People in Glass Houses
Last week’s General Assembly of the United Jewish Communities in Los Angeles was organized as a show of solidarity with Israel in the wake of the last summer’s war in Lebanon. The solidarity, however, is wearing thin, and if my own experiences last week are any indication, the future of Diaspora support for Israel is very much in question.
I spoke to a group of about 30 students at the University of Pennsylvania. In the course of the talk, I asked how many were pleased with the recent election results. All raised their hands. Then I asked how many thought that Democratic control of the Congress would be better for Israel. No hands were raised. One student did opine that American support for Israel is bi-partisan, and another argued that American pressure on Israel to be more forthcoming vis-א-vis the Palestinians is in Israel’s long-term interests.
“Correct me, if I’m misstating this,” I said, “but Israel simply did not factor into your voting.” No one protested. The results of my informal poll mirrored those of a 2004 poll that found Israel to be a major factor in the vote of only 14% of American Jewish voters.
And I should note that my audience rank far above their Jewish peers in their level of identification – all are in a program that requires a commitment to some form of Jewish learning at least twice a week, and they are studying at the most Israel-friendly of America’s elite campuses.
JEWISH AGENCY CHAIRMAN Zev Bielski was on strong demographic grounds when he told American Jews at the General Assembly that the future for non-Orthodox American Jewry looks bleak. He was, however, on far shakier grounds in proposing Israel as the solution. For if there is anything that binds the majority of American Jews and Israeli Jews today it is that Judaism has long since ceased to play an animating role in their lives. That commonality, however, provides little basis for a future relationship.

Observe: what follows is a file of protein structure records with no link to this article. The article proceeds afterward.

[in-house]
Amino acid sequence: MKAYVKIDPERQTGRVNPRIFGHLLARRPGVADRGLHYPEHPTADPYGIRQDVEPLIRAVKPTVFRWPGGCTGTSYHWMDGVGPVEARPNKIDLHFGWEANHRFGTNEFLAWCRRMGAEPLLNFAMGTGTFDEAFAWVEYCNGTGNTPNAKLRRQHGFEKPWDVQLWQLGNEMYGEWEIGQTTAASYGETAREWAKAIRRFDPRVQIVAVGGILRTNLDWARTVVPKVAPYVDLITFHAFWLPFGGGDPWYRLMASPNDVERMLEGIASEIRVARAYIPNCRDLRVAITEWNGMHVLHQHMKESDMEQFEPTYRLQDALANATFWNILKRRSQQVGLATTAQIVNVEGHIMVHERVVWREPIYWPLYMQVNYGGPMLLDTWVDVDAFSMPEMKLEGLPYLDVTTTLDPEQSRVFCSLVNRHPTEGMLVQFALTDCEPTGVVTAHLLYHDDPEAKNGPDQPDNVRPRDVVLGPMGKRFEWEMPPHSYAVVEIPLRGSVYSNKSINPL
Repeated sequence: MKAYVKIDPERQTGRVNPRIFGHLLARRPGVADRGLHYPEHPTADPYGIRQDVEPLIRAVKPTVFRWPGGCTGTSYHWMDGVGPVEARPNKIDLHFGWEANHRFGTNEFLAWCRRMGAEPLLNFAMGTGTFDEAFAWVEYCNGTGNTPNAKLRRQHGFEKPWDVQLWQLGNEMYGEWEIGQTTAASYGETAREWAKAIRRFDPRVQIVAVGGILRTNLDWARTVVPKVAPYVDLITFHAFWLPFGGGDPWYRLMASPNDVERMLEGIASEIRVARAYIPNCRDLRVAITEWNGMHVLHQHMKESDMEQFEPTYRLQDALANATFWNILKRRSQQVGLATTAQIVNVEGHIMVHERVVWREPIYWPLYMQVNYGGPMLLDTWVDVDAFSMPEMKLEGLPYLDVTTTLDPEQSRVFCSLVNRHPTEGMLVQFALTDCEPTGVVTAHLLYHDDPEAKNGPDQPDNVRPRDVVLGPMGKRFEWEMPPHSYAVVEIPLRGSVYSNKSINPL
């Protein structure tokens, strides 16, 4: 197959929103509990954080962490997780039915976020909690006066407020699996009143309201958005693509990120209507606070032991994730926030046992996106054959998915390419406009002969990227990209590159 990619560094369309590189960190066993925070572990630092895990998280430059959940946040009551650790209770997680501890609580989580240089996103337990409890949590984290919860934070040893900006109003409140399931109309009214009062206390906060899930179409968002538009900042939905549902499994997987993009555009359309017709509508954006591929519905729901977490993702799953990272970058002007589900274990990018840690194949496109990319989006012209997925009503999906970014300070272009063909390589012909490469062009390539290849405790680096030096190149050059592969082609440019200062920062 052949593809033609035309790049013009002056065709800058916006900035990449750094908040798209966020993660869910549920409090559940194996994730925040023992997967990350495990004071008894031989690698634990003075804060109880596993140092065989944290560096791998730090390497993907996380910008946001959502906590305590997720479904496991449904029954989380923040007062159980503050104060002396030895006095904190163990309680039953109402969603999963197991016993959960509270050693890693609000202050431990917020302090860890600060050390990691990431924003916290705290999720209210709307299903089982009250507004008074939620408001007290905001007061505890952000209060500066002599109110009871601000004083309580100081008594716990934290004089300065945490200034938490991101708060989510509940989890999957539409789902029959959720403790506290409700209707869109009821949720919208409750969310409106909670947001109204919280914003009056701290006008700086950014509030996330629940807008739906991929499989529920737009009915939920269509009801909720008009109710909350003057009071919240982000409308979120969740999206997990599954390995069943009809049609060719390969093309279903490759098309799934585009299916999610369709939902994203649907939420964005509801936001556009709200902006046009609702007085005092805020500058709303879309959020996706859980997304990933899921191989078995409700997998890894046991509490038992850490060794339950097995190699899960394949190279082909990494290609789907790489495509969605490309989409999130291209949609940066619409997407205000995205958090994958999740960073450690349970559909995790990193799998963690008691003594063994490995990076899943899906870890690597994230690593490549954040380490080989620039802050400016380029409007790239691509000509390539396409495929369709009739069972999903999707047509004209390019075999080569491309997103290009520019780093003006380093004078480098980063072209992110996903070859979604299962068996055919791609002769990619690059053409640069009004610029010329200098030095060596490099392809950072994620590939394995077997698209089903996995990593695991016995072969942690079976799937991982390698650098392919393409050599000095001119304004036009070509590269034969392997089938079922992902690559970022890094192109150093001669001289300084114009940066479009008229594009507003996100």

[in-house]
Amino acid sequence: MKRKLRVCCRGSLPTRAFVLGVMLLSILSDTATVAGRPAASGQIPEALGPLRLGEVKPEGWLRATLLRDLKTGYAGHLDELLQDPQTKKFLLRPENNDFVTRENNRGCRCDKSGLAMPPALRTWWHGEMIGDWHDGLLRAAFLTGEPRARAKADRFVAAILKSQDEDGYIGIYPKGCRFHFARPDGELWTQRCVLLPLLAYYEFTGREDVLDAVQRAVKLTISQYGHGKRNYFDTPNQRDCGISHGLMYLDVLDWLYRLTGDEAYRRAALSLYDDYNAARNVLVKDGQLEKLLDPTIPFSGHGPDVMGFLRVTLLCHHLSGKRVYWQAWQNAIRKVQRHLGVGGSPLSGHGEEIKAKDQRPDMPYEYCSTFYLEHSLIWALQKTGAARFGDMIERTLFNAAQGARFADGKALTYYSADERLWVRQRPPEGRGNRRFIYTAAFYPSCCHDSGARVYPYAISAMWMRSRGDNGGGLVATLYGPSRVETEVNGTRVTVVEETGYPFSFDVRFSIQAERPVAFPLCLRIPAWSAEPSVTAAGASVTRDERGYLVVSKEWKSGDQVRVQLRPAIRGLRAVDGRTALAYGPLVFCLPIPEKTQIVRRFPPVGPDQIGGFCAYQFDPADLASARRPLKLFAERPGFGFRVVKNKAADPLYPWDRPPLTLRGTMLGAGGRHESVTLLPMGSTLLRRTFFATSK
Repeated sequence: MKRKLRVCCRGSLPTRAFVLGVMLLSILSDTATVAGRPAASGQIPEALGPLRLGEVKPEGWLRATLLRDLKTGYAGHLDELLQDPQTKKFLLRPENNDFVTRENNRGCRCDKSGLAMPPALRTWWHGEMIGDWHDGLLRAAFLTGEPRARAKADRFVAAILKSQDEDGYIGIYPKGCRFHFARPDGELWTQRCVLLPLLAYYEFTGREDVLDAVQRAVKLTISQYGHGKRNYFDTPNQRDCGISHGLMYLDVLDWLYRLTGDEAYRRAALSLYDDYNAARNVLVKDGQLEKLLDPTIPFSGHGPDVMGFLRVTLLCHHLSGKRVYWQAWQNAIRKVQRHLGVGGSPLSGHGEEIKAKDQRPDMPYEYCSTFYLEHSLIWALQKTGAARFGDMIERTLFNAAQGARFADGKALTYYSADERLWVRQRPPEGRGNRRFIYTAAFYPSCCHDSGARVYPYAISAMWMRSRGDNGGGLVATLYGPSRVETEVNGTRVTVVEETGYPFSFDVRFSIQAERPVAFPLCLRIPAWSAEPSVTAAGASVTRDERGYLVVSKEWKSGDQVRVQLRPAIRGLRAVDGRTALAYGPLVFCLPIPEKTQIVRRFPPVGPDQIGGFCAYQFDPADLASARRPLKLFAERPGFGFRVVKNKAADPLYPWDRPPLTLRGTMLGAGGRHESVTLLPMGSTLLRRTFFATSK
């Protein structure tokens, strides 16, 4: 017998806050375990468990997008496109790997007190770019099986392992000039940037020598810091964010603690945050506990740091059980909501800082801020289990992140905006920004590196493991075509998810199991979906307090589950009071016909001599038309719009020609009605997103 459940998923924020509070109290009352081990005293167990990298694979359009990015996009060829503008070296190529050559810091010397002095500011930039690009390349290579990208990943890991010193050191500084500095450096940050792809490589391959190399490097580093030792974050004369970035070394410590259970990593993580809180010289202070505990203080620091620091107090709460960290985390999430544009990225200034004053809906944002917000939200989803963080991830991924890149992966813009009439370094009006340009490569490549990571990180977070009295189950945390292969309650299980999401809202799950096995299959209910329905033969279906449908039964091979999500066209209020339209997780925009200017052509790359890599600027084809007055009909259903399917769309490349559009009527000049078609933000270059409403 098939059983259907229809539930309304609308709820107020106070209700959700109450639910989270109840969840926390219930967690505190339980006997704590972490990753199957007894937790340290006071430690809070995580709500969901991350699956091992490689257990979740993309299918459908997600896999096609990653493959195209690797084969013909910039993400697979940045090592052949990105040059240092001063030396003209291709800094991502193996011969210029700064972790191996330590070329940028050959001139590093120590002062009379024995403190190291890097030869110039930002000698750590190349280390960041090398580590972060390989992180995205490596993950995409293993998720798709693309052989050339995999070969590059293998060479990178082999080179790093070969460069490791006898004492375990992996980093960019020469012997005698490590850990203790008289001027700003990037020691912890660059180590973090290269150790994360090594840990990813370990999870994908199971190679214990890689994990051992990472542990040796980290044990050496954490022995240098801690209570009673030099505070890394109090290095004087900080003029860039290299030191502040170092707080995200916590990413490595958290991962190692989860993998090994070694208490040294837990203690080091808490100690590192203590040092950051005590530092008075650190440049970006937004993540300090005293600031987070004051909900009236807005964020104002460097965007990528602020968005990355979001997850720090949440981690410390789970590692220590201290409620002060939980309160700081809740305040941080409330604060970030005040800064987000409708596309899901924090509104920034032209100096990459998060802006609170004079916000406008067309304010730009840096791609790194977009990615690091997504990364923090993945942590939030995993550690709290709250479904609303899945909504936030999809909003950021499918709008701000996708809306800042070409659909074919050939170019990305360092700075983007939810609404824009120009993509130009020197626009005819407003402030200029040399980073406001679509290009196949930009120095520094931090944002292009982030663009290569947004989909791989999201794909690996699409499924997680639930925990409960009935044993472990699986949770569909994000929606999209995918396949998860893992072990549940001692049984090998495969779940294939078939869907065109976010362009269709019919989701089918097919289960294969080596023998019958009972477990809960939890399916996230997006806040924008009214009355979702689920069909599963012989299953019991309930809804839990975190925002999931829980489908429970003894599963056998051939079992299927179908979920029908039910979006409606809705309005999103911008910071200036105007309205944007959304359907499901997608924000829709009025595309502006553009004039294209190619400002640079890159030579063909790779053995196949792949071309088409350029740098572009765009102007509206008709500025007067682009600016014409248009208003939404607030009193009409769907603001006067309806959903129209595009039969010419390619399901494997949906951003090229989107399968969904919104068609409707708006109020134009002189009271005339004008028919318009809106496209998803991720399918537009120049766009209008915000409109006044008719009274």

Admittedly Israeli Jews have a statistically higher chance of marrying another Jew than do their American brethren. And their Jewishness is perhaps more real to them, if only because international anti-Semitism has more direct consequences for their lives than it does for American Jews.
But being Jewish provides neither meaning nor purpose to the lives of most Israeli Jews. They live in Israel because they were born here, and speak Hebrew because it is the national language. Preserving a particular gene pool will not provide the missing sense of purpose.
The most incisive critics of last summer’s fiasco in Lebanon, like Ari Shavit, all viewed it as growing out of a deep spiritual malaise. Boogie Yaalon recently likened Israeli youth to a water plant without roots. And Nobel Laureates Yisrael Aumann and Aharon Ciechanover last week expressed their shared pessimism about the future existence of the State of Israel, a pessimism that they linked directly to “the sinking of the Israeli spirit.” Both men saw that loss of spirit as connected to the “general ignorance of the history of the Jewish people.”
Israeli Jews require an account of why it matters whether the Jewish people continue to exist — a description of our national mission, and how and why it is linked to the small sliver of land that we inhabit. Absent that those with the talents and wherewithal to do so will opt for a less threatening place to live. Many already have.
Before Bielski and other Israeli leaders lecture Diaspora Jews on their lack of a Jewish future, they would be well advised to attend to our own house, where the lack of Jewish identity threatens our very existence. Unfortunately, most of our leaders are themselves too far removed from anything Jewish to provide the needed antidote.
Originally published in Ma’ariv, November 23, 2006.